Heaps: What makes Seahawks’ Russell Wilson’s finger injury so serious for a QB
The Seahawks didn’t just lose to the Los Angeles Rams 26-17 on Thursday, but they find themselves in a very unfamiliar situation due to the status of star quarterback Russell Wilson.
During the third quarter, Wilson’s throwing hand hit star Rams defensive tackle Aaron Donald and Wilson injured his right middle finger.
After getting treatment on the sideline and throwing a few passes, Wilson went back out for one more drive. But after that three-and-out where Wilson had just one short completion, Wilson removed himself from the game and backup quarterback Geno Smith entered and played in the fourth quarter.
Per NFL Network’s Ian Rapoport, the initial diagnosis for Wilson is “mallet finger,” which is an injury that causes the tip of the finger to point down towards the palm and makes it hard to flex the finger overall.
During his visit with Mike Salk on 710 ESPN Seattle, Seahawks head coach Pete Carroll said Wilson is heading to a finger specialist to check on the severity of the injury and to see whether he needs surgery as well as check how long he may possibly be out of action, which would be a first for Wilson in his NFL career, which started in 2012.
Just how important is the middle finger for a quarterback, and what does it mean for Wilson and the Seahawks going forward? Former NFL quarterback Jake Heaps shared his insight on 710 ESPN Seattle’s Jake and Stacy Friday morning.
“The three most important fingers in terms of holding a football are your thumb, index finger and middle finger,” Heaps said. “With your middle finger, really it’s for control. When you’re talking about feel of the football and control and accuracy, your middle finger is a big part of that because it’s one of the last remaining fingers on the football. Ultimately, it’s going to be that index finger when you snap it and get that spiral, but for a long majority of the time, your middle finger is going to be part of that.”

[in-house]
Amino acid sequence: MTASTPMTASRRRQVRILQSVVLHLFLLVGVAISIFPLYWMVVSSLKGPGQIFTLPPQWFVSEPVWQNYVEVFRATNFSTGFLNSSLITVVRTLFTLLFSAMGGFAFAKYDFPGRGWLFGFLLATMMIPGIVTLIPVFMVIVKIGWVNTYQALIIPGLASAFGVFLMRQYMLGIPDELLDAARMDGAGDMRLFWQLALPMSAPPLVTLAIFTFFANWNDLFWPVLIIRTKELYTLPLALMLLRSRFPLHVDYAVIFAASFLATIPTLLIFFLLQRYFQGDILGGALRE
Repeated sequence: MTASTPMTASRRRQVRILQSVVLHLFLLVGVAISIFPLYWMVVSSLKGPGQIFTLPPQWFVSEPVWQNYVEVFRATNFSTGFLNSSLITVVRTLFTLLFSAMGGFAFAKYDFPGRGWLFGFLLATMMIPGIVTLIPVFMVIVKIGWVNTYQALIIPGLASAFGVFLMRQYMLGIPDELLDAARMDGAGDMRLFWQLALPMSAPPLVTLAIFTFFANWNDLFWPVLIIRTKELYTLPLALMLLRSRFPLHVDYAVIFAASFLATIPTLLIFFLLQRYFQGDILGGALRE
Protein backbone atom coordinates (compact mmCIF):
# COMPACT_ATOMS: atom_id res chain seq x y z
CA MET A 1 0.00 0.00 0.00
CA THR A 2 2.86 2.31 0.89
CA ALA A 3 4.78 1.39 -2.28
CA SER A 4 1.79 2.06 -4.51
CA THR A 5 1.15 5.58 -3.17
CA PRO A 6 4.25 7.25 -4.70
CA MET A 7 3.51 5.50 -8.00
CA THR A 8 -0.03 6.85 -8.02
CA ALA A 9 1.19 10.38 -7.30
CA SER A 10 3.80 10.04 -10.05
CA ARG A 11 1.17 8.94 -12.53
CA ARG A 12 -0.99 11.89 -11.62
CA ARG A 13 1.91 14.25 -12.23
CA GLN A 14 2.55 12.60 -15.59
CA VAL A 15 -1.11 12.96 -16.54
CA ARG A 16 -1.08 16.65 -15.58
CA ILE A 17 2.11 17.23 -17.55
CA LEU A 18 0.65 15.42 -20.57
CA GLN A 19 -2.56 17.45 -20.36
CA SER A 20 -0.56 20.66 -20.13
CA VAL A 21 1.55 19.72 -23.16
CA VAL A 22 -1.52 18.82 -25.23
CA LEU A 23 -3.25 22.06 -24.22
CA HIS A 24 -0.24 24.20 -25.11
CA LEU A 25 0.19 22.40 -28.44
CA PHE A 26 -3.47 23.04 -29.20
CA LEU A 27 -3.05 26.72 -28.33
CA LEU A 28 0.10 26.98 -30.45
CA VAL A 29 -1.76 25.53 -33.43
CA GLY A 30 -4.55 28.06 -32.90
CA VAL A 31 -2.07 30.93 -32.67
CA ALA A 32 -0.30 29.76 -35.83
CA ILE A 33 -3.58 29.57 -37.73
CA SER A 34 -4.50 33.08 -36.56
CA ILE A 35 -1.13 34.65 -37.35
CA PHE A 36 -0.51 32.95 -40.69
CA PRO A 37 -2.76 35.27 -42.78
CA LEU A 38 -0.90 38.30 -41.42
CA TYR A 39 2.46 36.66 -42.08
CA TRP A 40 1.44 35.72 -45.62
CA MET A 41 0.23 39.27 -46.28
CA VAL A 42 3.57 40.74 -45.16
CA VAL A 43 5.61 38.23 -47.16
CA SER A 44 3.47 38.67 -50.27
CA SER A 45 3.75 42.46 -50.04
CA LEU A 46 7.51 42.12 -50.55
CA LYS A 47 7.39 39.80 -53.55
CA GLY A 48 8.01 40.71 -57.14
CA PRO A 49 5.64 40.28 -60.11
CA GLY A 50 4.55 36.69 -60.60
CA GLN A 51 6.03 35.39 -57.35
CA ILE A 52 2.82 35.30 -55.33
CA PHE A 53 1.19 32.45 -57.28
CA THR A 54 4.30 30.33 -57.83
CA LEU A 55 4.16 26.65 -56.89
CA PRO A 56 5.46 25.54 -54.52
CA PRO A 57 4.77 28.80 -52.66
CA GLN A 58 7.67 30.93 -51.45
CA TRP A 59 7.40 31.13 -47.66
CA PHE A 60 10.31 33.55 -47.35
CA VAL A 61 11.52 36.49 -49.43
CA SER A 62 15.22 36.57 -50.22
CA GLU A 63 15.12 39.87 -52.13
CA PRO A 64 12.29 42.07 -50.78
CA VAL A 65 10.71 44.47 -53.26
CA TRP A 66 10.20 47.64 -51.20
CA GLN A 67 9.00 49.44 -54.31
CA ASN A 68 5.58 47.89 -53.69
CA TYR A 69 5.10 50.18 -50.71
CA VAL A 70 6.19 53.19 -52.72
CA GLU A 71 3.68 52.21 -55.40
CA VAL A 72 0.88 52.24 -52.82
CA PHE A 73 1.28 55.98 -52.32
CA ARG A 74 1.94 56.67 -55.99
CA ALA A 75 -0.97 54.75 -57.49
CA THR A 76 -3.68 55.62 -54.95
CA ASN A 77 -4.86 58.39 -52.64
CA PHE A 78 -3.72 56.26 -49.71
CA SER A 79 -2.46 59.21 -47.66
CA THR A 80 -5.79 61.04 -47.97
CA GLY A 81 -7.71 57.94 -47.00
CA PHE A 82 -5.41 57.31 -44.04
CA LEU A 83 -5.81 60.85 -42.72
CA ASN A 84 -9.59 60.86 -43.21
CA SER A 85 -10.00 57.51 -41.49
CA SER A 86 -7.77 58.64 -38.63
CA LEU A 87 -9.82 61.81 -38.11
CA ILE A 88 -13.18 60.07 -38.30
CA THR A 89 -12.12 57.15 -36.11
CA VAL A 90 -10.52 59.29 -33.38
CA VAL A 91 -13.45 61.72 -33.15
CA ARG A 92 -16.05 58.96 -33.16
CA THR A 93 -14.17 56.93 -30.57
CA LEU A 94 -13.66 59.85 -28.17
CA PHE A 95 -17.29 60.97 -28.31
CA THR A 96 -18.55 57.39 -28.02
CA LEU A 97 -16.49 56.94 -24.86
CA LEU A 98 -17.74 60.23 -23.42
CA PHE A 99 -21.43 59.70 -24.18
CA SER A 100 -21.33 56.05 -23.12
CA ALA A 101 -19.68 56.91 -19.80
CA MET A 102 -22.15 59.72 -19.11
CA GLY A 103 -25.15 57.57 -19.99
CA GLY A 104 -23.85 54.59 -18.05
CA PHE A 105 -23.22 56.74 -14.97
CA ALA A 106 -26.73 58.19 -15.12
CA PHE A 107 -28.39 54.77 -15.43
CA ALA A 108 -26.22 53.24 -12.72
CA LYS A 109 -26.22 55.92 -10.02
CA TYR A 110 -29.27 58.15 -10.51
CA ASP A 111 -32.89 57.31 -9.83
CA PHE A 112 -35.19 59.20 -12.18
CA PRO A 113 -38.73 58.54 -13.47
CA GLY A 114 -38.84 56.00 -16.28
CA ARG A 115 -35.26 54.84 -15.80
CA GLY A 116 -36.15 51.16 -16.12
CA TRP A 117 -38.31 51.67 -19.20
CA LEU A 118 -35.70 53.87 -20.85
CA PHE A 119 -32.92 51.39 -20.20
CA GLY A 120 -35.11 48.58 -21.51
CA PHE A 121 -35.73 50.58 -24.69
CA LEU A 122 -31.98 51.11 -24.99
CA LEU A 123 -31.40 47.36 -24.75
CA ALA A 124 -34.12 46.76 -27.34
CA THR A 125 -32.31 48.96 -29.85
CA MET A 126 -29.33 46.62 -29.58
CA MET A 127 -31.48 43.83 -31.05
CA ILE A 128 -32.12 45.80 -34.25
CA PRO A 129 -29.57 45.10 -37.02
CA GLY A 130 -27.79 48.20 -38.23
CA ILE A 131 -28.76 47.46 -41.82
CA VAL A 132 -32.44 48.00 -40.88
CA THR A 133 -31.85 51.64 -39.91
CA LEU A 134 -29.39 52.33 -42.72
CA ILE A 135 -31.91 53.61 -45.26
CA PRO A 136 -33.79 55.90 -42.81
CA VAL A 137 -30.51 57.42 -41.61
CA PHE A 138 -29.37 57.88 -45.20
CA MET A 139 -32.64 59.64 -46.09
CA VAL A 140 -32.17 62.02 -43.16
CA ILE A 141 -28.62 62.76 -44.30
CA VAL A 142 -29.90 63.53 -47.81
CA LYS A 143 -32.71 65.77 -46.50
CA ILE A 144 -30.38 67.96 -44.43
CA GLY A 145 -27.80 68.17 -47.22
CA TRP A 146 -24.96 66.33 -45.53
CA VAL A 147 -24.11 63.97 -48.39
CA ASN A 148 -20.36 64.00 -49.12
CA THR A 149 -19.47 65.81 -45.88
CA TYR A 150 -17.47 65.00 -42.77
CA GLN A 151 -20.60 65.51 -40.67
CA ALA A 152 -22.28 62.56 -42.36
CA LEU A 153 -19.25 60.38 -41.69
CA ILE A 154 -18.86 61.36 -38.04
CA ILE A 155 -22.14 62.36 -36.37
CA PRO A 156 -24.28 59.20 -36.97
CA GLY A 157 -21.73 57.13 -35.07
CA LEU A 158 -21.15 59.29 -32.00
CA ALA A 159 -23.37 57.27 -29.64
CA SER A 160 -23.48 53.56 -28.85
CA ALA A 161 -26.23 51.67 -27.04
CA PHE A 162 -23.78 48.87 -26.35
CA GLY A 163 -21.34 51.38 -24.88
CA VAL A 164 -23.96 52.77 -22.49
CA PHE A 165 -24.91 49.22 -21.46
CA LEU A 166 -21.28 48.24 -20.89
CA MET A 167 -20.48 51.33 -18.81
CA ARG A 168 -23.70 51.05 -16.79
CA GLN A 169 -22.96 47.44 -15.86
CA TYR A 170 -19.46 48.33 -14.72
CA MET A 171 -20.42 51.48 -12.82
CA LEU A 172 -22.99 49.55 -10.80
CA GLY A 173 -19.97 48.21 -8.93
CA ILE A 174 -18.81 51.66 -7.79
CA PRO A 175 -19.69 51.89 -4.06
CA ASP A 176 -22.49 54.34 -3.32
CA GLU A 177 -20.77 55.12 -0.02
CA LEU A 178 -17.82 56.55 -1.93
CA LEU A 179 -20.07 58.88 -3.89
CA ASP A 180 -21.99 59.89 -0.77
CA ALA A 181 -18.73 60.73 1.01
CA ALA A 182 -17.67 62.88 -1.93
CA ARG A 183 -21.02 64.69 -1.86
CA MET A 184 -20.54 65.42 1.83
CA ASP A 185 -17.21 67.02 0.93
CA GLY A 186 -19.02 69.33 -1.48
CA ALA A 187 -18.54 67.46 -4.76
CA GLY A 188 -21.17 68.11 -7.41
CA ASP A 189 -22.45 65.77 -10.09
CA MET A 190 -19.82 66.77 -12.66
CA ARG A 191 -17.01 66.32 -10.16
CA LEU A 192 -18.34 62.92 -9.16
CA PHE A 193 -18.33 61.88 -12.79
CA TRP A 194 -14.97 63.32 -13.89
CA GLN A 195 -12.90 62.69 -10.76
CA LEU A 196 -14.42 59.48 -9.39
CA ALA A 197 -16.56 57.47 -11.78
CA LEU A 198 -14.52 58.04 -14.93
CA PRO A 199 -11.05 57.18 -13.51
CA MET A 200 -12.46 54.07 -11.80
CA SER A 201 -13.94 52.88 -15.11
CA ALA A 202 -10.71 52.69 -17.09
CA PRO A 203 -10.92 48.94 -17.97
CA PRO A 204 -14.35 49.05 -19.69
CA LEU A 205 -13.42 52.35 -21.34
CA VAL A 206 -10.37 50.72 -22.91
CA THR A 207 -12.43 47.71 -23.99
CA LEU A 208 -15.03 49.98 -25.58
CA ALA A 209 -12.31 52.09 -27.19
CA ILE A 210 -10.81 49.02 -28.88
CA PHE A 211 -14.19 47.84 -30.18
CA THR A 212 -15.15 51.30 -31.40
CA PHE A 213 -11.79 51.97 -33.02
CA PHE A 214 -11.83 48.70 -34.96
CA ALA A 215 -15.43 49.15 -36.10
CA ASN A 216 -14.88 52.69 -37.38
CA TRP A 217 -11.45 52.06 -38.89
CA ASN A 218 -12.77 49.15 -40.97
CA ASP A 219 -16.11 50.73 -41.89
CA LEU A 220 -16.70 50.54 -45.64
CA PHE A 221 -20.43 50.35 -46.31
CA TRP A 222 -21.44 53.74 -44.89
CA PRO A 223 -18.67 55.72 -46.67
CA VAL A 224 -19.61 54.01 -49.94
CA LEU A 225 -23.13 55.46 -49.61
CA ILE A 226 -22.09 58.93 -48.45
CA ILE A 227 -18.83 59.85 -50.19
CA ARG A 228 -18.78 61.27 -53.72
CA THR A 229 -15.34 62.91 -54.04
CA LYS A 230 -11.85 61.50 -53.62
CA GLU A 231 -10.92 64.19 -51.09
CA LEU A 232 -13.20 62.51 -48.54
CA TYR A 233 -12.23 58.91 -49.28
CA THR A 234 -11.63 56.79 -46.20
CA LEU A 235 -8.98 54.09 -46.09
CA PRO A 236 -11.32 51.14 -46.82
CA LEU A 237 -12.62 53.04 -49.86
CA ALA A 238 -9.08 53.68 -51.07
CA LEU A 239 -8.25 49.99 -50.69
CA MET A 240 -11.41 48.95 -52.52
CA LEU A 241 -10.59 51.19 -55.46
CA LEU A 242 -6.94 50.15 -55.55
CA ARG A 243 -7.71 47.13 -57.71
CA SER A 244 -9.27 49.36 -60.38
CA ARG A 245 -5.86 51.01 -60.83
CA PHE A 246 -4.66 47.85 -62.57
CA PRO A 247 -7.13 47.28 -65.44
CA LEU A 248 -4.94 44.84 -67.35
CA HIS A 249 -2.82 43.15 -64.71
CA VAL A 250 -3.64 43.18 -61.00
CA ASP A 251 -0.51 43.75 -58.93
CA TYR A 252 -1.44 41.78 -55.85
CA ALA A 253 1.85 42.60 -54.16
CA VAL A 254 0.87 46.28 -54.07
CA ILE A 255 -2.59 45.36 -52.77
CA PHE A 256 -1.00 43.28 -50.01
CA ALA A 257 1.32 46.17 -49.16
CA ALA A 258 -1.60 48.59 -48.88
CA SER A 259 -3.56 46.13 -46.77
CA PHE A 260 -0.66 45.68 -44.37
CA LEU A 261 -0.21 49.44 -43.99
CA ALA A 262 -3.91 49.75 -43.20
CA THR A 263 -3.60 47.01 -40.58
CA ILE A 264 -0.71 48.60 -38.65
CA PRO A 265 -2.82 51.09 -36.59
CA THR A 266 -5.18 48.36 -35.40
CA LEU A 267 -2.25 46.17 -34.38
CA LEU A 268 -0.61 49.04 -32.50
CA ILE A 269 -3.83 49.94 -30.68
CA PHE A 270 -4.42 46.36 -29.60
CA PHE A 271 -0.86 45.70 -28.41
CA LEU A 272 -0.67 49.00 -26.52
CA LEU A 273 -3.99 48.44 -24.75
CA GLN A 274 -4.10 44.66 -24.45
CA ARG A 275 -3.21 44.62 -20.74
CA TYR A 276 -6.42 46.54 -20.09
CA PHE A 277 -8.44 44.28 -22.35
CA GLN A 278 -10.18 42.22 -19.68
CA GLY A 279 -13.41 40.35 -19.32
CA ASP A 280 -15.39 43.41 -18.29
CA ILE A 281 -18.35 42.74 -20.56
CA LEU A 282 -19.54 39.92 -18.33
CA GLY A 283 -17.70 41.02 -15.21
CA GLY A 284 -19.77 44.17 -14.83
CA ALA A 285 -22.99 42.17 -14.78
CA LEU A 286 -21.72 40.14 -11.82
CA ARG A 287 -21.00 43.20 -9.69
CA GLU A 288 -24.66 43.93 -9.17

So what happens if that middle finger is injured or compromised?
“It really gives you difficulty in maintaining accuracy of the football and if you can’t control it, you can’t play,” Heaps said. “As great and as talented as some of these great quarterbacks are, your velocity might still be the same and you might be able to possibly hold the football, but your control of the football is not going to be where you need it to be in order to perform at a high level. That is my biggest concern with Russell Wilson moving forward, not to mention how difficult it is to play with that and constantly having that thing getting hit and having to grip the ball. All those things factor into it.”
If the initial report of mallet finger is correct, Heaps said that’s a big blow to Wilson and the Seahawks.
“If the early prognosis really truly is mallet finger as it is being reported – and that is exactly what it looked like – you might be looking at a couple weeks and not just a week of missed time,” Heaps said. “I don’t know anything in regards to that information but I’m not going to come out Russell Wilson. If there’s anybody that is going to find a way to play and do it as quickly as possible it’s Russ. But it certainly is a very difficult injury to come back from when it comes to a quarterback’s perspective.”